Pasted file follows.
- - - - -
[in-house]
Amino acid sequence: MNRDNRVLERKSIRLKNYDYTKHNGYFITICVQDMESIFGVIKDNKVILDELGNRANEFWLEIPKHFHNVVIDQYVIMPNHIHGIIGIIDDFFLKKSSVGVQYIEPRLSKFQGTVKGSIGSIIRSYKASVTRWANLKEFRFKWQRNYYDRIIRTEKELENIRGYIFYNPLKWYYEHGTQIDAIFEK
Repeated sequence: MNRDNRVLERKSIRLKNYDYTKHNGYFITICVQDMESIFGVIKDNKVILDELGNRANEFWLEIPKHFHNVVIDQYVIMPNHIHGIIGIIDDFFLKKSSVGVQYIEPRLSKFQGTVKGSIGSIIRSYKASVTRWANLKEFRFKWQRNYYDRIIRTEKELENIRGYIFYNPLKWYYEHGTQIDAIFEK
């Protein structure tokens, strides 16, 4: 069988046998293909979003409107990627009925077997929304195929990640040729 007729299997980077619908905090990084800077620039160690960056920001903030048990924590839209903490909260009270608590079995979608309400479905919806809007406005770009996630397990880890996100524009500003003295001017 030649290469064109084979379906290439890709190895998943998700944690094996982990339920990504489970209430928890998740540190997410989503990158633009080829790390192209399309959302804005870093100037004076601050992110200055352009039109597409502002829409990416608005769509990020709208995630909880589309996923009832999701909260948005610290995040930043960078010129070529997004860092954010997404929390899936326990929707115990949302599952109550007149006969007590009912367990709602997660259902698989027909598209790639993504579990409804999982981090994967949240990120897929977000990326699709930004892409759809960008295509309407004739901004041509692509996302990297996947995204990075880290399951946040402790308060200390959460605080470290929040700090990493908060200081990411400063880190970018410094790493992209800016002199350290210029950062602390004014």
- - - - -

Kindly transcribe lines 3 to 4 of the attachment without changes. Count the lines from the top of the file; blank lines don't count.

Repeated sequence: MNRDNRVLERKSIRLKNYDYTKHNGYFITICVQDMESIFGVIKDNKVILDELGNRANEFWLEIPKHFHNVVIDQYVIMPNHIHGIIGIIDDFFLKKSSVGVQYIEPRLSKFQGTVKGSIGSIIRSYKASVTRWANLKEFRFKWQRNYYDRIIRTEKELENIRGYIFYNPLKWYYEHGTQIDAIFEK
């Protein structure tokens, strides 16, 4: 069988046998293909979003409107990627009925077997929304195929990640040729 007729299997980077619908905090990084800077620039160690960056920001903030048990924590839209903490909260009270608590079995979608309400479905919806809007406005770009996630397990880890996100524009500003003295001017 030649290469064109084979379906290439890709190895998943998700944690094996982990339920990504489970209430928890998740540190997410989503990158633009080829790390192209399309959302804005870093100037004076601050992110200055352009039109597409502002829409990416608005769509990020709208995630909880589309996923009832999701909260948005610290995040930043960078010129070529997004860092954010997404929390899936326990929707115990949302599952109550007149006969007590009912367990709602997660259902698989027909598209790639993504579990409804999982981090994967949240990120897929977000990326699709930004892409759809960008295509309407004739901004041509692509996302990297996947995204990075880290399951946040402790308060200390959460605080470290929040700090990493908060200081990411400063880190970018410094790493992209800016002199350290210029950062602390004014």